The CHAIRMAN. Before Mr. Perkins proceeds with his explanation, I should like to take this opportunity to acknowledge the presence of a considerable number of young students from the Jackson School of Arlington, Va., here in the company of their teacher, Miss McCune, to see Congress in action. I would like these young people to know that their presence this morning is very pleasing to this committee. We recognize you have an interest in Government that brings you here and we should like you to know that you are now in a committee that has been in existence since 1795. Of course, the membership has not been here that long. The committee is one of the important committees of Congress. It has a very wide jurisdiction over many matters that pertain to our welfare as a nation.

Today we are hearing an explanation of the bill that has been proposed by the administration, through Mrs. Hobby, the Secretary of Health, Education, and Welfare, that deals with the problems of

[ocr errors]

health, namely, the insurance program that will protect families in the payment of medical and hospital expenses. You are very privileged this morning to be present while Mrs. Hobby is testifying because, as you know, she is the only woman member of the President's Cabinet, and a very outstanding member, and it is giving you a great privilege to be present and to hear her give her testimony this morning.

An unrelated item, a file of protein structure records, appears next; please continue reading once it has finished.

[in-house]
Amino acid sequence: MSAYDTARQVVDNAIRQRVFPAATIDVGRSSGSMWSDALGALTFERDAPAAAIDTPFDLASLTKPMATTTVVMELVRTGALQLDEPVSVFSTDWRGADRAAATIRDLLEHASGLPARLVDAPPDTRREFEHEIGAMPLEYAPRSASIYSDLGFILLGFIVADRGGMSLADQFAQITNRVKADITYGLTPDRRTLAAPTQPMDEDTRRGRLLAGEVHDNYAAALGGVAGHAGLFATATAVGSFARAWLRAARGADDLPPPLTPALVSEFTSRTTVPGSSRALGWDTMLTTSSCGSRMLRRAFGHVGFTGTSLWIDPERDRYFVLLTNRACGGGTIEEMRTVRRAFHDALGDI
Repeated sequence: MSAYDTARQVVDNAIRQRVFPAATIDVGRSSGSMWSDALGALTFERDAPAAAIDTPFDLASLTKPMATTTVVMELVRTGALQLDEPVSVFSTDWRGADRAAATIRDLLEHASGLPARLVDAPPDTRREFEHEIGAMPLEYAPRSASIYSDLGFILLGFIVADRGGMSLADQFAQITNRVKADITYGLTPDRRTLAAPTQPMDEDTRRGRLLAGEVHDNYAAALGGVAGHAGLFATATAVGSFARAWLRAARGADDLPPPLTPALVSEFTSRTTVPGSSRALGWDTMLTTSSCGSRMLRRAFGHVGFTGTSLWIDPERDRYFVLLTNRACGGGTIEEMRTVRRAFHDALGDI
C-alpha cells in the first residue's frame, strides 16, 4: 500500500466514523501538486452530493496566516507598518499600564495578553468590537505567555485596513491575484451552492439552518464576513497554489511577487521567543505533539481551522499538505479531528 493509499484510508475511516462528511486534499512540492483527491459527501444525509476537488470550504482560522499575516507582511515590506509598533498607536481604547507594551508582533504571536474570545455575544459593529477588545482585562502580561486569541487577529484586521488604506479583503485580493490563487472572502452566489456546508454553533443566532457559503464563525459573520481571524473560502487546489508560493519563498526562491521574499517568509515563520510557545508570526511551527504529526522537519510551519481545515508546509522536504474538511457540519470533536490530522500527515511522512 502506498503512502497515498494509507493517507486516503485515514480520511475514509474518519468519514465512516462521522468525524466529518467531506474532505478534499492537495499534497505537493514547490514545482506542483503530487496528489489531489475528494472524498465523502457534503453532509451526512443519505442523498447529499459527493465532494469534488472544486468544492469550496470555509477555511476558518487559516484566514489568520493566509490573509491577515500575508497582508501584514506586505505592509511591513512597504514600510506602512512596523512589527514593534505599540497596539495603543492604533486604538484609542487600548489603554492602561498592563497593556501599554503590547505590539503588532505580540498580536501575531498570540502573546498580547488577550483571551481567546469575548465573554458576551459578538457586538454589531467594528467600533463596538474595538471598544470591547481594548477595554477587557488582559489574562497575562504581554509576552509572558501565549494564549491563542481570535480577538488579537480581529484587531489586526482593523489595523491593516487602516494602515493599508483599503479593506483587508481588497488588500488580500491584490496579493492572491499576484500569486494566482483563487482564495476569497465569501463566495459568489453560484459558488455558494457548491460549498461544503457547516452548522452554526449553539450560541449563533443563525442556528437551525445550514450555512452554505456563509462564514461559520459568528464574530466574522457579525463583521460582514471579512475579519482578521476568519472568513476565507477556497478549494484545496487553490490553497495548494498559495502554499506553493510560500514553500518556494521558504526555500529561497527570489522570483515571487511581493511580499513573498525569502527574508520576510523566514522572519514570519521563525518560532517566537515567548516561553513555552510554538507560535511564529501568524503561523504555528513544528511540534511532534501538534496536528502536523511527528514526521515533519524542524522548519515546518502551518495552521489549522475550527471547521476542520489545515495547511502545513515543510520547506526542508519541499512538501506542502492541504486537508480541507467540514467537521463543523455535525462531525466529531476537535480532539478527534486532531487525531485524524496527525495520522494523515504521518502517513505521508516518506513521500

We hope you will profit by your attendance this morning and that you will carry away a favorable feeling toward this committee. I want to emphasize again we are pleased that you have come and we hope that you may come again whenever you have the desire to do so.

Mr. PERKINS. Mr. Chairman and members of the committee:

Our first chart (J) is one designed to help us understand the princiciple of reinsurance. Before seeing it as applied under the proposed bill

, it might be well to see how the principle of reinsurance applies in a simple case of a life insurance policy.


[graphic][subsumed][subsumed][subsumed][subsumed][subsumed][subsumed][subsumed][subsumed][ocr errors][subsumed][subsumed]

On this chart we have taken the example of an individual who wishes to purchase a life-insurance policy of $100,000 face value. He pays his premiums to insurance company A, which issues the policy. But let us assume that insurance company A does not like to write policies in that large amount and it wishes to spread the risk. It has arrangements with insurance company B for reinsurance. It decides that it is willing to pay a reinsurance premium to insurance company B in return for B’s promise to assume part of the risk. Let us assume in this particular case B agrees to assume half of the initial risk. So in return for a portion of the premium, B agrees to pay $50,000 or onehalf of the face amount in the event this individual should die. That, in simple terms, is the principle of reinsurance. It is the principle of spreading the risk.

« PreviousContinue »